I would like to tell you that finally a law criminalizing the act of enforced disappearance was just enacted. Our group, Families of Desaparecidos for Justice, was a part of the committee that wrote its Implementing Rules and Regulations. Families of victims of enforced disappearances can now file a case in court under this act. And because this is considered as continuing crime, those who were disappeared before the enactment of this law who are still missing can still file a case in court.

I can now work for the prosecution of your abductors, Tatay. I can make all of them rot in jail. But how? I don’t know who they are. Witnesses to your abduction are too afraid to be involved. All I know is that you were abducted by the Arroyo government and that this current government is still hiding you.

I do not want keep my hopes high that this law will bring you back home. I know, from what you had taught me, it takes more than an enactment of a law to bring about justice.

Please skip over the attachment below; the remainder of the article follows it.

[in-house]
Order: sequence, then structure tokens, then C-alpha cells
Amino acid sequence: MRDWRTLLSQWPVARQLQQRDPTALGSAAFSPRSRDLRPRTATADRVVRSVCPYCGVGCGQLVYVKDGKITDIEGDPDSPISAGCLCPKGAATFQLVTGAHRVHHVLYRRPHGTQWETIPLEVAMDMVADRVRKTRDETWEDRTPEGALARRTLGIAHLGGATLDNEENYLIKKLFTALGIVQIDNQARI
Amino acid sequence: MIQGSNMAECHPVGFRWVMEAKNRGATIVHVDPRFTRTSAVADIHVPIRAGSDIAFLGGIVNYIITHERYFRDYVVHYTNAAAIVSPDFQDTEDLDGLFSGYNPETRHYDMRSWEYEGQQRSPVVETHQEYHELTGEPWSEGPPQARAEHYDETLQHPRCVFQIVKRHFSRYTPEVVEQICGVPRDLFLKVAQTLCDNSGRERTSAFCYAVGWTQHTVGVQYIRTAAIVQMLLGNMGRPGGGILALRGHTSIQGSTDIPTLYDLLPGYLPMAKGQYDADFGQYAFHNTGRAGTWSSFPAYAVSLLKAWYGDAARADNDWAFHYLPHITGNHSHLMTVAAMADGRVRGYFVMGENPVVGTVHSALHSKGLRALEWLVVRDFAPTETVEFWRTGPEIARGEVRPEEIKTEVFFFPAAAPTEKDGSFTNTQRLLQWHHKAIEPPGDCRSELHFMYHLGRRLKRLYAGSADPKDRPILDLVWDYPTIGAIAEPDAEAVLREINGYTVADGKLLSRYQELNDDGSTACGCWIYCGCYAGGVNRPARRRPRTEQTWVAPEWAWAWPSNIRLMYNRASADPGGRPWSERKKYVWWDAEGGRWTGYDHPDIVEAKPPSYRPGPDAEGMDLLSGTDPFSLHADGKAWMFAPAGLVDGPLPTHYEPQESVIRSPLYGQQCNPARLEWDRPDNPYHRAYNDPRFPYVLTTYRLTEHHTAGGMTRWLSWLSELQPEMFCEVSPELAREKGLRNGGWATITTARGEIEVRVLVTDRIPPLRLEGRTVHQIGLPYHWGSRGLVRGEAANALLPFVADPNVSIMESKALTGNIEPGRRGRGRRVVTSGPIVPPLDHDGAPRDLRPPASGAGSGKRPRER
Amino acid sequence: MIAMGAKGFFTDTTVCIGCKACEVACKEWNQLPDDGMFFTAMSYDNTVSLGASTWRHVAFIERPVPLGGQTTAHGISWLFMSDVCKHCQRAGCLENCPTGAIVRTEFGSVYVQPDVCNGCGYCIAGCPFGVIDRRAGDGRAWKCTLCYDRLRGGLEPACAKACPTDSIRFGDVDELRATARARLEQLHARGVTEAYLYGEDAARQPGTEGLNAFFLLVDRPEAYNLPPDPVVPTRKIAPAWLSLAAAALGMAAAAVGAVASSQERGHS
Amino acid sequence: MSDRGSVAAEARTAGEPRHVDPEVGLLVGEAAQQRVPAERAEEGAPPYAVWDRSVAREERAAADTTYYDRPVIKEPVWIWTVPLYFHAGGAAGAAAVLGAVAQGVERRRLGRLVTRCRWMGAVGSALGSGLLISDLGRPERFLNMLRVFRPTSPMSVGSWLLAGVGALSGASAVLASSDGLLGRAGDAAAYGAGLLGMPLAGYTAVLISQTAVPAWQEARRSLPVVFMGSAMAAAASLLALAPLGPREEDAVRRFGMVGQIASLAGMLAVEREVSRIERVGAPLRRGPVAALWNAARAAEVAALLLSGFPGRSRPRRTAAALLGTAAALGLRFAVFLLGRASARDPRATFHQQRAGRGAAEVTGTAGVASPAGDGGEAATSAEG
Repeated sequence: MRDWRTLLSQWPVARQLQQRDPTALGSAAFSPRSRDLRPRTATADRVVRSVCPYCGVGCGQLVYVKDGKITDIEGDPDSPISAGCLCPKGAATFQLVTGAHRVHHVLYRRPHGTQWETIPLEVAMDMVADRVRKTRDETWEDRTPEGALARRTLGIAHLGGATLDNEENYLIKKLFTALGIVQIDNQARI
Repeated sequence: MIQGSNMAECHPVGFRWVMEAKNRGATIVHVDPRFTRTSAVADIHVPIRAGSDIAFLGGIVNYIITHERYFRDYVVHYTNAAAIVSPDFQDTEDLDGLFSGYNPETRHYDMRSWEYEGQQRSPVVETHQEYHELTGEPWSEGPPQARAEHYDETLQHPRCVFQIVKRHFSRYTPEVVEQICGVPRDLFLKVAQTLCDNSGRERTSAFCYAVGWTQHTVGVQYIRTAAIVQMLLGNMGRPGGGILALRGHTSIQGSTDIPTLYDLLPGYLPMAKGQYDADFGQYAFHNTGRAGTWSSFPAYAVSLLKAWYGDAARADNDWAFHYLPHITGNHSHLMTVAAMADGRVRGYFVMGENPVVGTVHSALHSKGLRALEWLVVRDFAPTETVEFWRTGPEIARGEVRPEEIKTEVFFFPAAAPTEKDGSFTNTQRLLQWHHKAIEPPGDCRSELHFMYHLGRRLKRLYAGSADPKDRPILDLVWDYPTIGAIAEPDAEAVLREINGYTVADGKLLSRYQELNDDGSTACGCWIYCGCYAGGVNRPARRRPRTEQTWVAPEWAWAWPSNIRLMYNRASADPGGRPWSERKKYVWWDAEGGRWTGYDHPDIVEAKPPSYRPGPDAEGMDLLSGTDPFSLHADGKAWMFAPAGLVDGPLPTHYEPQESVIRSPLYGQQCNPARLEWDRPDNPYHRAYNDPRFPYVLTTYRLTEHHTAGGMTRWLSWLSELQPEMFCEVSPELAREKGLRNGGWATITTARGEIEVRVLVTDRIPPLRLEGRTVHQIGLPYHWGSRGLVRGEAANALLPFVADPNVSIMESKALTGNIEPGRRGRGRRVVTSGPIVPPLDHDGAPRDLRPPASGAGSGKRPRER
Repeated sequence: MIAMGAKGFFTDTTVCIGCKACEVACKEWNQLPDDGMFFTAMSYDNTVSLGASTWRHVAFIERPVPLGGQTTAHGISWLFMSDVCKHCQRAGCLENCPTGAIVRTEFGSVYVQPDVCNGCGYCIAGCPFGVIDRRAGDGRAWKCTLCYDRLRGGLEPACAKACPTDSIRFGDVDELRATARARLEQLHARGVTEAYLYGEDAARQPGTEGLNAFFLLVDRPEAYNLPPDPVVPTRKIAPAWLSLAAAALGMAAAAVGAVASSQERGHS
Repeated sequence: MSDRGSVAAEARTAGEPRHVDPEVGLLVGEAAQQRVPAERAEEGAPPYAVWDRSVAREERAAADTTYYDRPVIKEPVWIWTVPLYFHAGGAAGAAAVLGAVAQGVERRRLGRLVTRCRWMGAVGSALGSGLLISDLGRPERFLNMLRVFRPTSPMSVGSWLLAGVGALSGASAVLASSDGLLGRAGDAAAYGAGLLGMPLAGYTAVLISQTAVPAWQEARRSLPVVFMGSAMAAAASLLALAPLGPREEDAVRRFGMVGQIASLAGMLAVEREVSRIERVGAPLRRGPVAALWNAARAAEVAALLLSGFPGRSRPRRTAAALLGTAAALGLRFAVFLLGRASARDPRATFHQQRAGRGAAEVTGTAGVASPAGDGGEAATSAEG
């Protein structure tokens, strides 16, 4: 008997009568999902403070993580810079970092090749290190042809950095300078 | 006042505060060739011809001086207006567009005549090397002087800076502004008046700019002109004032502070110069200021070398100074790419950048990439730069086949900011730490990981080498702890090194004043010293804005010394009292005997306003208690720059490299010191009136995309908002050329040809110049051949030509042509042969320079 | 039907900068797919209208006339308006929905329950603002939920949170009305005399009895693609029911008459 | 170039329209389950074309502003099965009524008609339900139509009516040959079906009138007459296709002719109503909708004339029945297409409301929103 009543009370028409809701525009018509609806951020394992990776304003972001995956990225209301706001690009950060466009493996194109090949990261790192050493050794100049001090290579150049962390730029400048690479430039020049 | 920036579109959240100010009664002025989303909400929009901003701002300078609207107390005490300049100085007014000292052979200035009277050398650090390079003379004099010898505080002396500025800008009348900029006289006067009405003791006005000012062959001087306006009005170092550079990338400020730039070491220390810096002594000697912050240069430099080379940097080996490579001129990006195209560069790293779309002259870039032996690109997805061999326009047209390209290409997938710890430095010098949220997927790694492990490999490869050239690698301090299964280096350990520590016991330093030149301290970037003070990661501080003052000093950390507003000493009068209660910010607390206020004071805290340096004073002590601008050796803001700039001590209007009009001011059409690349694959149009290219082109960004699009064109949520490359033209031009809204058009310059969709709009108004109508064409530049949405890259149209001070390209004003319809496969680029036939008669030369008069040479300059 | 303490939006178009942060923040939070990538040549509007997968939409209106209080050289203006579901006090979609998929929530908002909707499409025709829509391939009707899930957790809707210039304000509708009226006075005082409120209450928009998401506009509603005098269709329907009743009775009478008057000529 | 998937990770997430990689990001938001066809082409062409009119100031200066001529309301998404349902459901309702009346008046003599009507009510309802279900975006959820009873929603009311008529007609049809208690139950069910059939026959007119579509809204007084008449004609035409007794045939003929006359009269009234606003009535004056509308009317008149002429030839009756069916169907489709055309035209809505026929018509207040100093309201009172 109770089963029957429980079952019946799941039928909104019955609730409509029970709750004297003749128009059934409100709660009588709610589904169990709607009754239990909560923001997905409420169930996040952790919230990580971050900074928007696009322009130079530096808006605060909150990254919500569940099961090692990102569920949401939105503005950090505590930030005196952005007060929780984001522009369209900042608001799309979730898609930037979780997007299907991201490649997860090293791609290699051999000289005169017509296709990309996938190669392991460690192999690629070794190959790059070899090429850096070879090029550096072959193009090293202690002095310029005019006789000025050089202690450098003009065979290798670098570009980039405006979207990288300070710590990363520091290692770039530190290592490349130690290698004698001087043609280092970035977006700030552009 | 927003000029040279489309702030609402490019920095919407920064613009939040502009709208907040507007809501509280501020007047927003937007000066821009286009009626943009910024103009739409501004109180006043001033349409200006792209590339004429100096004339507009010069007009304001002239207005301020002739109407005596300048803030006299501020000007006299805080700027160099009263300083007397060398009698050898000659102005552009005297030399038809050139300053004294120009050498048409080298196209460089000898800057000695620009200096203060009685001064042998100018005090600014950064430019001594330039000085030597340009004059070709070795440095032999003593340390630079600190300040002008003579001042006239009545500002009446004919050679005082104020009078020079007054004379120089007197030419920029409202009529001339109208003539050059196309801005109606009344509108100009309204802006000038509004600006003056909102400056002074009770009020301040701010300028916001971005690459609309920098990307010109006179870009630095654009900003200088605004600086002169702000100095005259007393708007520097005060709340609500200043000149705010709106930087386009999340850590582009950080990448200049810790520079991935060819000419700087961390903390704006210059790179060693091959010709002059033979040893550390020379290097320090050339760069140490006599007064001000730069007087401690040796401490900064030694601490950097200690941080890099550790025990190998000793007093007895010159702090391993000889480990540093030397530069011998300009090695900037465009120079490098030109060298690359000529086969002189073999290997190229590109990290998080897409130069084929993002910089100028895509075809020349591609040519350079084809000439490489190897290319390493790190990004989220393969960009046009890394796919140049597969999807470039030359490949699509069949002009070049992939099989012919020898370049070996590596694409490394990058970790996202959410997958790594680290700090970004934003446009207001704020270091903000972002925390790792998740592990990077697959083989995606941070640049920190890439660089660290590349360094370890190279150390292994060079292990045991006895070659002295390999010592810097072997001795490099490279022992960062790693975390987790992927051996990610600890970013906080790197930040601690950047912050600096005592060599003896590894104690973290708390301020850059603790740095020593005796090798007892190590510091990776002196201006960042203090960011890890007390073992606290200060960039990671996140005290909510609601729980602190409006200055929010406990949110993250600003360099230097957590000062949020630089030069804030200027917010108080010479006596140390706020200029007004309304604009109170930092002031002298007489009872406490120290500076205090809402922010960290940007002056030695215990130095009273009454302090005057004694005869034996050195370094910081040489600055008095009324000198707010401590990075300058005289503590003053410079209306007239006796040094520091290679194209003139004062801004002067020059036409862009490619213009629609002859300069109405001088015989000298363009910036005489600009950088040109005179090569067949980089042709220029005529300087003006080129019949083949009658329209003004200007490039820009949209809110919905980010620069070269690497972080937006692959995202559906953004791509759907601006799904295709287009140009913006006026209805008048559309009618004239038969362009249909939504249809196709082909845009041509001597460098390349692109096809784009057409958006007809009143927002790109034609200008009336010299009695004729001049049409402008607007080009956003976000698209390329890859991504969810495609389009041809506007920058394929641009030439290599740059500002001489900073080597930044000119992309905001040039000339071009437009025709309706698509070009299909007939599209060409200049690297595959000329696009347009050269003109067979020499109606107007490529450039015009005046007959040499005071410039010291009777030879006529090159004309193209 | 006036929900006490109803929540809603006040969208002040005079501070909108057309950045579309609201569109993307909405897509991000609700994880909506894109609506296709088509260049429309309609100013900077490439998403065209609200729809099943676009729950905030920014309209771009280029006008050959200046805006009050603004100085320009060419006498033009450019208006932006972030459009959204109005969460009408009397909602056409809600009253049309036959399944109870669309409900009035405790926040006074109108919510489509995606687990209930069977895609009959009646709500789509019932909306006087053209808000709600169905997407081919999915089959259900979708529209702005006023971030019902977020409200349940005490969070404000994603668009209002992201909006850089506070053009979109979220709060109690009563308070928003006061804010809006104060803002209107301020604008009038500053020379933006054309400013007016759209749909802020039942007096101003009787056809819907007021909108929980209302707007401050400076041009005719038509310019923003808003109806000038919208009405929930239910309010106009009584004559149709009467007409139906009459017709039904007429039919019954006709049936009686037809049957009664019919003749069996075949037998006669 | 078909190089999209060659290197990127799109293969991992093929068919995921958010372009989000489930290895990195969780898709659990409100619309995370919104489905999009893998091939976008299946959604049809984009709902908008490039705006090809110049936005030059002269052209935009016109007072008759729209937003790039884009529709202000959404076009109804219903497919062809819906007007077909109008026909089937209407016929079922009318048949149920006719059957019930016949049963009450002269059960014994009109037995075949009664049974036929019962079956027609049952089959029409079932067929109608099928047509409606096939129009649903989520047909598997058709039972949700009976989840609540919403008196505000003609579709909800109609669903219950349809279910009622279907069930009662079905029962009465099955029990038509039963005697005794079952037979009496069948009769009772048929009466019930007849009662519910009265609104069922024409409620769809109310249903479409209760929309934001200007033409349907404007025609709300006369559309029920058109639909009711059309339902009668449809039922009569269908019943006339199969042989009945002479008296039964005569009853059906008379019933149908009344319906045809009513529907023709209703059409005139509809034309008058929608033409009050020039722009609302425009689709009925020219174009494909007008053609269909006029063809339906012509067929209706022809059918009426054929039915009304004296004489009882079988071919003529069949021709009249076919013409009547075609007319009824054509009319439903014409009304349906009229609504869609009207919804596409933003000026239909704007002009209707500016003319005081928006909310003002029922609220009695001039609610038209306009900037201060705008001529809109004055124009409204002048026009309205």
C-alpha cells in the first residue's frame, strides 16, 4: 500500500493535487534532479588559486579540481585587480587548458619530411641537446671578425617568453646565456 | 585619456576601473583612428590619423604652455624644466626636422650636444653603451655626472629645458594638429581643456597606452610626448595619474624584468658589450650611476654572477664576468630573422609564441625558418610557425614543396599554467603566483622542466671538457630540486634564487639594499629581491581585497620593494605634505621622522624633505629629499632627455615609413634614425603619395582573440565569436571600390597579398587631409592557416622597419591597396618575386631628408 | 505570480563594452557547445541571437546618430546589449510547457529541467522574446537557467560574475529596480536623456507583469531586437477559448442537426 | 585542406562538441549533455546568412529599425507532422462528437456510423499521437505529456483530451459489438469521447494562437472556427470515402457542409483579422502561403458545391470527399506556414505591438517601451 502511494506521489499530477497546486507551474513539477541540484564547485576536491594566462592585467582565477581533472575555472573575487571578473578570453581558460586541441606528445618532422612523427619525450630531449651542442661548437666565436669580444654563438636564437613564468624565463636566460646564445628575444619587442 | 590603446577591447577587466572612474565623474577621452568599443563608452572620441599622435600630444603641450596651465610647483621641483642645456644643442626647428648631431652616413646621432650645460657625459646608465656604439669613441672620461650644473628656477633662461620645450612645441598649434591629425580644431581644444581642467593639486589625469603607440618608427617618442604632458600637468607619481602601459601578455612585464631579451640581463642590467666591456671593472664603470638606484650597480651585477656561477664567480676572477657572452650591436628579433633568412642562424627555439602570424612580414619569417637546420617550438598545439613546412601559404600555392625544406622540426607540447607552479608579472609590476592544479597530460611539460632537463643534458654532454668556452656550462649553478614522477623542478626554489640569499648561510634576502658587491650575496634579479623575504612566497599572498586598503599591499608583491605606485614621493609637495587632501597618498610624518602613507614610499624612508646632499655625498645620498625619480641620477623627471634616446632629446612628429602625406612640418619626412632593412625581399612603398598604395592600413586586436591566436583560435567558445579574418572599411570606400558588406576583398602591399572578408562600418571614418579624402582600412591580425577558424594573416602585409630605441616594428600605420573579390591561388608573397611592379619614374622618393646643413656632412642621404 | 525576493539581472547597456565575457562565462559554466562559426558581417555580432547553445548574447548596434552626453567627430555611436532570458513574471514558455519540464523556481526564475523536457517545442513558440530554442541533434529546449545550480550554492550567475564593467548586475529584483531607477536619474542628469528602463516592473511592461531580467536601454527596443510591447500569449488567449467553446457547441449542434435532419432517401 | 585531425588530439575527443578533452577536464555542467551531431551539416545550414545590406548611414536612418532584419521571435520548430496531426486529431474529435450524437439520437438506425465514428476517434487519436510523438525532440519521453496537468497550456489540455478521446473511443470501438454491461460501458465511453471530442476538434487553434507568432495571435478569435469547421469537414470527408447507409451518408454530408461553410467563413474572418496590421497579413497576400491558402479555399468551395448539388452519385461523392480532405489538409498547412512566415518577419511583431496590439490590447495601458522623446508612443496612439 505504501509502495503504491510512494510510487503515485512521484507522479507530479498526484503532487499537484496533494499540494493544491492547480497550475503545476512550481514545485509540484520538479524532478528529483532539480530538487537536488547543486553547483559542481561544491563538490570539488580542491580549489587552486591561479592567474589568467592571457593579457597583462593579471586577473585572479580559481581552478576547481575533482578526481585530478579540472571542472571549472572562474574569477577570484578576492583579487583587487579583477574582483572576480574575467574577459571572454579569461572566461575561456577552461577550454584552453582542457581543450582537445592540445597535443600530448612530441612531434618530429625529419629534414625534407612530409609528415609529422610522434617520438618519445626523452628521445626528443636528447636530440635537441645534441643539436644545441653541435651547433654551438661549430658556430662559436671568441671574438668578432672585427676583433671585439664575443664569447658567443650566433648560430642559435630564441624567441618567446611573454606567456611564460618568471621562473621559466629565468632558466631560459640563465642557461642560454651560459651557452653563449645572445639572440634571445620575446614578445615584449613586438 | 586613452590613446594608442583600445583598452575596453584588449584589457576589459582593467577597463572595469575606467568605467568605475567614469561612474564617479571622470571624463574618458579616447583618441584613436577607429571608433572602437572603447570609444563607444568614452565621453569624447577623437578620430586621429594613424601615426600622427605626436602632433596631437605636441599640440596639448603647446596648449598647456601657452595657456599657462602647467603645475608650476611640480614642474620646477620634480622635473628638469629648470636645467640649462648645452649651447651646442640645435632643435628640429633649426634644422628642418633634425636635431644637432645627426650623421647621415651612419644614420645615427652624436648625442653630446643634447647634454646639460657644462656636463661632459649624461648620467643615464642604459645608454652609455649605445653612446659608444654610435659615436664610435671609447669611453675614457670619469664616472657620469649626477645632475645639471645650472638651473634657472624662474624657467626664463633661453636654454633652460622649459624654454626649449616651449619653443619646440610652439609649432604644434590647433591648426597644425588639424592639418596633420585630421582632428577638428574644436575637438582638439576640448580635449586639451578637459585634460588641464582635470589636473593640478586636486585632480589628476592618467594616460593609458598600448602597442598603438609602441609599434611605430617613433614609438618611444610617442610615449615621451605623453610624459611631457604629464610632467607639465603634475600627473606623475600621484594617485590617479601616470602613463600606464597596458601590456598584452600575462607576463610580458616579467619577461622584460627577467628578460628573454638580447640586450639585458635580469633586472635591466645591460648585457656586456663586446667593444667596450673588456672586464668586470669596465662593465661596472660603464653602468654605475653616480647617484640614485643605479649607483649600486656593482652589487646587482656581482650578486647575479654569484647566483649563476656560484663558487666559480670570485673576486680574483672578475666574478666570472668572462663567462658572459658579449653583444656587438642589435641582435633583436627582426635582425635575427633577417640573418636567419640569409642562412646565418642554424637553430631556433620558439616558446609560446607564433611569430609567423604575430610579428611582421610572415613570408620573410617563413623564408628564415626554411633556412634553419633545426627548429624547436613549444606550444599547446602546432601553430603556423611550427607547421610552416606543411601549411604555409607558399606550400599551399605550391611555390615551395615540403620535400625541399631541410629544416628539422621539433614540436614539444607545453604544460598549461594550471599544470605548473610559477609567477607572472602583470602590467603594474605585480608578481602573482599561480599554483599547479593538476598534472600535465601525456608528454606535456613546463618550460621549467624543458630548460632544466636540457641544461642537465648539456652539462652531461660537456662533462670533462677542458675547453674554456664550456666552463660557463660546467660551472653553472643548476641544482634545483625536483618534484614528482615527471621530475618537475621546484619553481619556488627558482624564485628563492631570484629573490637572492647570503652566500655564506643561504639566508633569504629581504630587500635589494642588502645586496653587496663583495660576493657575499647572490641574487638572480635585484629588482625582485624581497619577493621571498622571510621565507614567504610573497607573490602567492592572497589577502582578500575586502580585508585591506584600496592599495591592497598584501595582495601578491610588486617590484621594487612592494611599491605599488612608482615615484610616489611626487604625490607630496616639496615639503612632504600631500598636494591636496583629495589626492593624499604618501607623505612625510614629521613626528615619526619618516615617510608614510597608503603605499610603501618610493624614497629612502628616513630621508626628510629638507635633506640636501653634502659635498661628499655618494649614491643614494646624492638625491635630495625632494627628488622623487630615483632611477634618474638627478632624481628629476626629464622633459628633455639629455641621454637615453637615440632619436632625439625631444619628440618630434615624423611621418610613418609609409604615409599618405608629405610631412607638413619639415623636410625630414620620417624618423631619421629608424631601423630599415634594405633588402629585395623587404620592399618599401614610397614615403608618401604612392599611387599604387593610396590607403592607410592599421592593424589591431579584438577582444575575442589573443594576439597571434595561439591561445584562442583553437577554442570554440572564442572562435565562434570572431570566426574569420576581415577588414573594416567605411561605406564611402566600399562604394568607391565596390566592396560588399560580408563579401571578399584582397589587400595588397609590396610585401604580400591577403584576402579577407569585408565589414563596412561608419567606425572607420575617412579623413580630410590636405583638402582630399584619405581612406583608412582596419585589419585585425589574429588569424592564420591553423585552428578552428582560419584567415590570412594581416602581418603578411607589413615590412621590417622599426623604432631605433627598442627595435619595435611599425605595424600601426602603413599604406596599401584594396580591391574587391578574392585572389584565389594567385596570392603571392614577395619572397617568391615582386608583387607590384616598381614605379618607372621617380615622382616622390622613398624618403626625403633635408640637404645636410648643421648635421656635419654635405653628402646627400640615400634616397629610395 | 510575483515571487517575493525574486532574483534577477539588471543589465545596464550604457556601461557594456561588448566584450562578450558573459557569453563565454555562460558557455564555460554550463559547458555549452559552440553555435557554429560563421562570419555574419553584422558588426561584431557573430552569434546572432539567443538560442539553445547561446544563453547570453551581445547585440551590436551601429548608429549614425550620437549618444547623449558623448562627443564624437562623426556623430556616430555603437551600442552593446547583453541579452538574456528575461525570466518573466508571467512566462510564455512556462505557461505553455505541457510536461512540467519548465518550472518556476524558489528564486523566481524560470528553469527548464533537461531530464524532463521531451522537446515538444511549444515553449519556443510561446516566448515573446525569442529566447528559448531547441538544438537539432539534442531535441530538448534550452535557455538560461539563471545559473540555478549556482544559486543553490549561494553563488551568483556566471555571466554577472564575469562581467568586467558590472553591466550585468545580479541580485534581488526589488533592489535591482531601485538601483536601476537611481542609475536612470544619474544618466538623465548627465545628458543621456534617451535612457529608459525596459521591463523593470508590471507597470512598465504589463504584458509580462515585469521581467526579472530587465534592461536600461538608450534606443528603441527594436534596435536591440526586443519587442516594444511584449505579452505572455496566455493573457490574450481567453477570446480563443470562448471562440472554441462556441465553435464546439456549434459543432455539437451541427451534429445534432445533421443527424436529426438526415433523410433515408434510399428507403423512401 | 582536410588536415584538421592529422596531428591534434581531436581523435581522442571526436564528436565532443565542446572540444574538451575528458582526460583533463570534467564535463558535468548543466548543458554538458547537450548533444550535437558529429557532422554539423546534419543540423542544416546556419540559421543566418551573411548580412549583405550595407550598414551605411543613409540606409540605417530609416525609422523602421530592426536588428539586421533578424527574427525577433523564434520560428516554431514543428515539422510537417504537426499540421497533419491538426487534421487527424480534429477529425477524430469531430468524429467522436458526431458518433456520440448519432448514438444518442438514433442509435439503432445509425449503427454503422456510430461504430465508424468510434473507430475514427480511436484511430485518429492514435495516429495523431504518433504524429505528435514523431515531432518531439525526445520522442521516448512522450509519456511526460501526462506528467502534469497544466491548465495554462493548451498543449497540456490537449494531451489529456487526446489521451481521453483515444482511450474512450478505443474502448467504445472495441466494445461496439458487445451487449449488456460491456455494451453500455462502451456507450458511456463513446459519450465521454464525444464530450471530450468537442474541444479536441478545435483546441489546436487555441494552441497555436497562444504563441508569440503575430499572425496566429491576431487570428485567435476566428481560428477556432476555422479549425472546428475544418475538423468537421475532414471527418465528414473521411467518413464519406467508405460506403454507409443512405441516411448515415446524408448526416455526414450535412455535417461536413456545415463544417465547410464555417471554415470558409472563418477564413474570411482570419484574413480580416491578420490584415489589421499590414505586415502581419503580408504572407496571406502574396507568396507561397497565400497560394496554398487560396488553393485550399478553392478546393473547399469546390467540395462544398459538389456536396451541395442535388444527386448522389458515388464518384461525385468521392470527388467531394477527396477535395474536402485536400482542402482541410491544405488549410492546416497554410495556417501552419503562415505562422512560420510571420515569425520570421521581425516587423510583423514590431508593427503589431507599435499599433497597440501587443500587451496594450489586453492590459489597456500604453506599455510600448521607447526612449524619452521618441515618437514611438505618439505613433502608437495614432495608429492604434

I spend this day with pain and sadness because six years ago, the State took you away from us, and we had to live our lives without your hugs, your voice and most of all without you.

I realize, now that I am a parent too, that this society is too violent for Eliseo to grow up in. I cannot bear the idea of him suffering because of the illnesses of this society, yet I know I will not be there to protect him at all times. Like you, I would have to trust that he will learn to have strength and courage to face hardships. And like you and Nanay, we continue to be part of a movement for a real and meaningful change for our children’s and grandchildren’s future. Now I understand the choices you took earlier in life and why you stayed with held on to those principles.

Take care, Tatay.

There is not a day that I didn’t miss you.
Love and kisses,
Aya and Eliseo

**“Tatay” is Leo Velasco, a consultant of the National Democratic Front of the Philippines (NDF) who was abducted in Cagayan de Oro City on February 19, 2007, under the Arroyo government. Today, he remains missing, almost three years after Noynoy Aquino assumed presidency. Velasco is among the 11 NDF consultants and staff who were abducted and forcibly disappeared, despite being protected under the Joint Agreement on Safety and Immunity Guarantees or JASIG signed between the GPH and the NDFP in 1995.



Lorena “Aya” Santos - Secretary General
Contact Number: 09229393824